•   Bio-digestion to control the decay of organic wastes to make fertilizers for organic farmers. You can use composting bags or worms to speed up the process.

The market that will lead in this venture will become a regional processor that is efficient in the import of wastes from other markets.

Data management

Data is the new gold. The most successful businesses today are the ones that gather, analyze and use data to serve their customer needs better. The smart food markets must follow suit to stay relevant to the modern-day customers who prefer convenience shopping.

 Markets will need better hardware and software capacities. The priority is on food traceability, digital operations and data gathering systems. A perfect example of this is a use of cashless revenue collection systems in Uasin Gishu county and use of field enumerators to collect data in Nakuru county.

Cleanliness, safety and hygiene

Dirty markets are a health hazard for traders and customers. However, hygiene is a  challenge in many markets. Some go for days without waste removal or water flow.  Others lack a quality public toilet and traders have to rely on nearby private facilities.

Future open-air markets should ensure safety by collecting and supplying clean water. In drier places, they should sink boreholes. They should collect garbage daily and control pests like rats using safe chemicals to reduce food contamination. As a food handling facility, its washrooms must uphold all the global guidelines such as HAACP.

Technology adoption

CCTV Cameras
Use of latest technology such as surveillance CCTV cameras helps to improve markets efficiency

Strides in technology have created a new normal on daily activities like banking or learning. Use of it can improve markets efficiency. While there is diversity to consider and adopt, there are a few basics each smart market should have as outlined.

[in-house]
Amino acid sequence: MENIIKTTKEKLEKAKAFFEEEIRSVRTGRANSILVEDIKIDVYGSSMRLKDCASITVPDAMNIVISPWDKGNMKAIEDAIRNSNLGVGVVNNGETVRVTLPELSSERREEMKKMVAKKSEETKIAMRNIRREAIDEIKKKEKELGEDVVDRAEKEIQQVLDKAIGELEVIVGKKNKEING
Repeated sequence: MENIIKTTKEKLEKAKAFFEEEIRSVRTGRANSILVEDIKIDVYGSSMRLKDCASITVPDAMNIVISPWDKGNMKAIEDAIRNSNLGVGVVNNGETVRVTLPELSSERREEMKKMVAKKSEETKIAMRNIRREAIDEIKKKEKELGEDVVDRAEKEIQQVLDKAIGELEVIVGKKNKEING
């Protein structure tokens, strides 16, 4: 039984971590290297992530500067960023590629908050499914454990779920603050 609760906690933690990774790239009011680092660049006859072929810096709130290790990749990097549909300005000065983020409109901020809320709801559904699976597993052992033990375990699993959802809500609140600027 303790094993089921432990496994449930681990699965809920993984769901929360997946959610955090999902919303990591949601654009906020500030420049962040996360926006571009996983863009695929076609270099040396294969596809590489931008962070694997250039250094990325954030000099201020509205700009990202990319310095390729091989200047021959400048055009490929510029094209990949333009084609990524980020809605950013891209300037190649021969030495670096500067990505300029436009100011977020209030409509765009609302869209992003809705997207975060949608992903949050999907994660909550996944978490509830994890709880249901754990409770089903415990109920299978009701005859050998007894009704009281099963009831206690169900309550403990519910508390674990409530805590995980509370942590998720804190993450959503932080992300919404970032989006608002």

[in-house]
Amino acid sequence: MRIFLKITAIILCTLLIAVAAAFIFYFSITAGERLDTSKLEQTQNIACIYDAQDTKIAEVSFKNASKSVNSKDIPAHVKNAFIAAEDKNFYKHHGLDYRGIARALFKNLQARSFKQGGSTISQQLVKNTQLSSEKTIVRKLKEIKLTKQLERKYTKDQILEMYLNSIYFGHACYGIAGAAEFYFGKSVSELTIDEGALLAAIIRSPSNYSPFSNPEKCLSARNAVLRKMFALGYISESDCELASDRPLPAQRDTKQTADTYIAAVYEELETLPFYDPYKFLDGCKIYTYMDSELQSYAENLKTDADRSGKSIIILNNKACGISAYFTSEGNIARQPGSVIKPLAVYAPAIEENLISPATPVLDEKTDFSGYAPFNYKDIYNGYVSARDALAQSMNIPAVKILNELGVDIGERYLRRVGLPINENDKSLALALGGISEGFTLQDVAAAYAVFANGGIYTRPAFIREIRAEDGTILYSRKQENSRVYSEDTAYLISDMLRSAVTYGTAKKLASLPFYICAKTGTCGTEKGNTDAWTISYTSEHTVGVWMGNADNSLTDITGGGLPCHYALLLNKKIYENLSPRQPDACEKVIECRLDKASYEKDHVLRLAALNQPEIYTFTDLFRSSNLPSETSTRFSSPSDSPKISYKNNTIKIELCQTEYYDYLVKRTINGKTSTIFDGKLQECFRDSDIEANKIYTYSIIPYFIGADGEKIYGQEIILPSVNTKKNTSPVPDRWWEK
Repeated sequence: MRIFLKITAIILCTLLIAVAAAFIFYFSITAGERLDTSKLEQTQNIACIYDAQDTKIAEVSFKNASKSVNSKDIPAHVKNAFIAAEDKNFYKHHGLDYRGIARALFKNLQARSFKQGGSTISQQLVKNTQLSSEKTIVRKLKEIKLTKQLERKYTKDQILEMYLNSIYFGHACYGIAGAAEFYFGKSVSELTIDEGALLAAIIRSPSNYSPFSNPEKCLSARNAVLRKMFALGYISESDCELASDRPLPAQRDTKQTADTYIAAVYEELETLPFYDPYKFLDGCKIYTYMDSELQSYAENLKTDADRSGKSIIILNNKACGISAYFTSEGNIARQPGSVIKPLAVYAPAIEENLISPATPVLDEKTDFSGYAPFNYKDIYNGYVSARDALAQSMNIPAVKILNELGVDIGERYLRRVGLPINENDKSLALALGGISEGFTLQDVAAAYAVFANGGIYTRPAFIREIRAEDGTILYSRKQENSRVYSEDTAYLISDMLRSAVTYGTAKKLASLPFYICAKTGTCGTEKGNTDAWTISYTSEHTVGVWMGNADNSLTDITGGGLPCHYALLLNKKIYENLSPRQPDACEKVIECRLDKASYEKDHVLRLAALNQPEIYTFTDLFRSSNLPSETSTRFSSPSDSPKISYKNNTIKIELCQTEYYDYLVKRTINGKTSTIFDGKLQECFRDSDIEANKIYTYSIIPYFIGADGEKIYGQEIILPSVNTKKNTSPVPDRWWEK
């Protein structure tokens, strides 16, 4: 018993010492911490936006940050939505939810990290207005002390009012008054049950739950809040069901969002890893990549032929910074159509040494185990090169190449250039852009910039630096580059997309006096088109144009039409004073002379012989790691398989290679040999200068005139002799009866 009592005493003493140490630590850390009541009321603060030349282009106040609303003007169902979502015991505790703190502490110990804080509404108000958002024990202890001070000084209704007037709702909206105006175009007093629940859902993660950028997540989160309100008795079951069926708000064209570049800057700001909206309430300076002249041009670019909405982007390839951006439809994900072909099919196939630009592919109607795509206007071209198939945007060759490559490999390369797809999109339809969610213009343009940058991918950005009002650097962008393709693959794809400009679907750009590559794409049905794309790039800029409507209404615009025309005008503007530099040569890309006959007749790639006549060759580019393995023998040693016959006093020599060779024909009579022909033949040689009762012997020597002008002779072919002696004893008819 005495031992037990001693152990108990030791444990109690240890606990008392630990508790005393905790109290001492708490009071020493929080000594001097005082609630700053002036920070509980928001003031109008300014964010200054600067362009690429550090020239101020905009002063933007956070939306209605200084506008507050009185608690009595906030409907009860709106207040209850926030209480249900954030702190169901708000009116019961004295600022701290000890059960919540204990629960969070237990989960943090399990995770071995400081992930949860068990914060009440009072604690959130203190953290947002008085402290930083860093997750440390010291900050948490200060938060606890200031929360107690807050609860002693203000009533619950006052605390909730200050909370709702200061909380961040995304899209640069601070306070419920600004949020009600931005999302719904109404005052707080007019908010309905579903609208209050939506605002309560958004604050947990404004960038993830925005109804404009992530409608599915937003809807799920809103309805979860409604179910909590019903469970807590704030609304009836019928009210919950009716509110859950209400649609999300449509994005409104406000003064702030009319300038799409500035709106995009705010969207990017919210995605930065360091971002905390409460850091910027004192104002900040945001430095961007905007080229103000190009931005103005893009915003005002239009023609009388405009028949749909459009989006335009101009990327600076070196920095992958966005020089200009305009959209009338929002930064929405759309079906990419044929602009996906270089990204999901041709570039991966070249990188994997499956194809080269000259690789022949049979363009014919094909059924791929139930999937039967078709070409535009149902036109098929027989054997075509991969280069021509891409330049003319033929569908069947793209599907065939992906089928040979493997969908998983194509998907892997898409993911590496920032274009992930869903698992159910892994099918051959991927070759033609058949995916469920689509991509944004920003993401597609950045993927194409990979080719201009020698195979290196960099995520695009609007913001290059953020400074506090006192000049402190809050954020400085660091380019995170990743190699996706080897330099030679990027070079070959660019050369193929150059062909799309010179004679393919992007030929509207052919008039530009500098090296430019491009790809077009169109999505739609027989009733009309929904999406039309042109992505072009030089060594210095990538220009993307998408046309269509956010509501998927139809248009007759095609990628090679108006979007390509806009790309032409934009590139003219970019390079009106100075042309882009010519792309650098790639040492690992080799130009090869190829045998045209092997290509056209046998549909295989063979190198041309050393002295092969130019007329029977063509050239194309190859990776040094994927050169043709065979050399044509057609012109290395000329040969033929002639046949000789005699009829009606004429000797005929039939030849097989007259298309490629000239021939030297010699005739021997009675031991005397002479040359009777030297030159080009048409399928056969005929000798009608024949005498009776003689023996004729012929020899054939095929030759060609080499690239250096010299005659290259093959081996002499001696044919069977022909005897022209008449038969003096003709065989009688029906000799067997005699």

• Surveillance CCTV cameras allowing safety and security officers to monitor all market incidences
  • RFID sensors for easy tracking of car and people’s movements to and from the market.
  • Weighbridges to easy record flow of goods into the market and track food wastes overtime


A thriving Market place also attracts vices like theft, pick-pocketing threats. It is a factor that keeps many shoppers away. To enhance security, the facilities should have the following features. A secure perimeter wall, separate pedestrian and vehicles gates to control the movement of people. They should have detection equipment to thwart the entry of danger. They should fit the markets with surveillance CCTV cameras to record all incidences on 24 hours each day. Besides, all should have ample lighting at night, fire alarm systems, sprinklers and fire exit signages.  Every marketplace should have trained security personnel on sight to secure people and property.

Social Inclusion

Social exclusion of vulnerable groups like women, youth or people living with disabilities is common in many markets. Their input is little in operations, management and decision making.

To ensure inclusion, the markets should create an equal opportunity for all through the following: counties need to hold public participation forums to consult widely with traders. Traders need to mobilize themselves into registered traders’ associations and cooperatives. This unity will build their capacity to negotiate and bargain for their pertinent issues. These associations can also serve as vehicles for empowerment as members enjoy social, financial and training benefits.

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  1. Good points….except the reality is these solutions are not feasible for most Kenyans – even the ultra modern NFM market you mentioned at the beginning is already insolvent… less than 2 years after construction!!! Compare that to the old tried but true Wakulima Market type simple stalls or dare I say Gikomba market or even open air markets that while not as luxurious or enviable, do the job fairly well. Africans should not be quick to throw away indigenous models that have worked for centuries and still are used by most rural farmers (where 95% of produce comes from).
    The costs of most of these – even the cultural ones am afraid have not been measured and when examined, will point a different direction than the “modern” or “smart” way.